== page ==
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J Vasc Surg. 2011 Dec;54(6):1720-6; discussion 1726. doi: 10.1016/j.jvs.2011.05.091. Epub 2011 Aug 6.

Diastolic function predicts survival after renal revascularization.

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  • 1Department of Vascular and Endovascular Surgery, Wake Forest University Baptist Medical Center, Winston-Salem, NC 27157, USA.

Abstract

PURPOSE:

The purpose of this study was to define the relationship between left ventricular diastolic function and survival after renal revascularization.

METHODS:

Seventy-six adult patients (49 women, 27 men; mean age: 63 ± 13 years) with preoperative echocardiography who underwent renal revascularization for atherosclerotic disease were identified. Diastolic function was estimated from the early diastolic transmitral flow velocity (E), the atrial transmitral flow velocity (A), and the mitral annular tissue doppler velocity (e'). Patients were divided into two groups of diastolic dysfunction as either none/mild (E/A ≤ 0.75, E/e' <10) or moderate/severe (E/A >0.75, E/e' ≥ 10). Perioperative and follow-up mortality were determined from a prospective vascular database and the National Death Index. Descriptive statistics were calculated and postoperative survival was estimated by product-limit methods. Associations between preoperative factors, perioperative factors, and follow-up survival were examined using proportional hazards regression models. A forward stepwise variable selection procedure was used to select a "best" model to predict follow-up survival.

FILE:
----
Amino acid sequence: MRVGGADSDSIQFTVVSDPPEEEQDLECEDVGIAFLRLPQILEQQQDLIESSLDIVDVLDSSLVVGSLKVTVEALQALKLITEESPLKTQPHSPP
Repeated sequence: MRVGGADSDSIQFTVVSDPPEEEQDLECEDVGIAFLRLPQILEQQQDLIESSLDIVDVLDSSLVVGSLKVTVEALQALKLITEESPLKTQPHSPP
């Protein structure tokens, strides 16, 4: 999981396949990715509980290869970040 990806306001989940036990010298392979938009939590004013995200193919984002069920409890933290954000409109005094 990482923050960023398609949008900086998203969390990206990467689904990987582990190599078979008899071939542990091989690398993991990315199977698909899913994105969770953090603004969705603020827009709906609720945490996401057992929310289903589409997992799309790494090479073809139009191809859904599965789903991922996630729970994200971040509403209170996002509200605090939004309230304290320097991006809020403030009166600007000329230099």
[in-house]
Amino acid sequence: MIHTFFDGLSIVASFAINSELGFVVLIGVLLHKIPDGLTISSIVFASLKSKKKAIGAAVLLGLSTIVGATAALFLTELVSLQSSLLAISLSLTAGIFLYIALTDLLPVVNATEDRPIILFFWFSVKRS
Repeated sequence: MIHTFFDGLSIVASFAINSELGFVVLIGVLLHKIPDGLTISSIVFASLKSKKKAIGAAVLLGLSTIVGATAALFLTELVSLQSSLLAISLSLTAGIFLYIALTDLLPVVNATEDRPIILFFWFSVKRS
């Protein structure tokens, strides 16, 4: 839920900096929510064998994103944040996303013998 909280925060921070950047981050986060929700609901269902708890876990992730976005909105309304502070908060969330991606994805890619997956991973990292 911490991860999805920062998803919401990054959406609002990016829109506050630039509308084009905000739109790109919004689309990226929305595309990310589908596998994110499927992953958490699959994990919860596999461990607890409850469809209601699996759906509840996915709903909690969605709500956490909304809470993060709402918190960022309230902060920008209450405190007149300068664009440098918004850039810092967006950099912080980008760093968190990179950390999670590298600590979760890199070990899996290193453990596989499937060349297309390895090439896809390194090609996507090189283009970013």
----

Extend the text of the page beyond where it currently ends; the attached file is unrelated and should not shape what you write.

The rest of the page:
RESULTS:

Seventy-six patients were followed for an average of 41.9 months after renal revascularization. Within this group, 47 of 76 patients (61.8%) were identified as having moderate or severe diastolic dysfunction. Diastolic dysfunction had no apparent association with abnormal systolic function. The mean ejection fraction for those with moderate/severe diastolic dysfunction was 57.7% ± 11.5%. When comparing the moderate/severe and none/mild groupings of diastolic dysfunction, there was a significant difference in left ventricular mass index (151.9 ± 48.9 vs 125.3 ± 31.7; P = .0087). There were five deaths in the perioperative period and 20 deaths on follow-up. Among perioperative survivors, hypertension was cured or improved in 82% of the none/mild group and 53% of the moderate/severe group (P = .012). In multivariable analysis, none/mild diastolic dysfunction was significantly and independently associated with an improvement in blood pressure after revascularization (odds ratio [OR], 6.2; 95% confidence interval [CI], 1.4-28.6; P = .018). Ejection fraction was not associated with survival. After forward variable selection, moderate/severe diastolic dysfunction (hazard ratio [HR], 5.8; 95% CI 1.4-25; P = .018) was the only variable to demonstrate a significant and independent association with follow-up survival.

CONCLUSION:

Diastolic dysfunction, but not systolic dysfunction, was frequent in patients with renovascular disease. Blood pressure response and follow-up survival after renal revascularization demonstrated significant and independent associations with diastolic function. Consideration of diastolic function should be included in the management of patients with atherosclerotic renovascular disease.

Copyright © 2011 Society for Vascular Surgery. Published by Mosby, Inc. All rights reserved.

PMID:
21821380
[PubMed - indexed for MEDLINE]
PMCID:
PMC3230744
Free PMC Article

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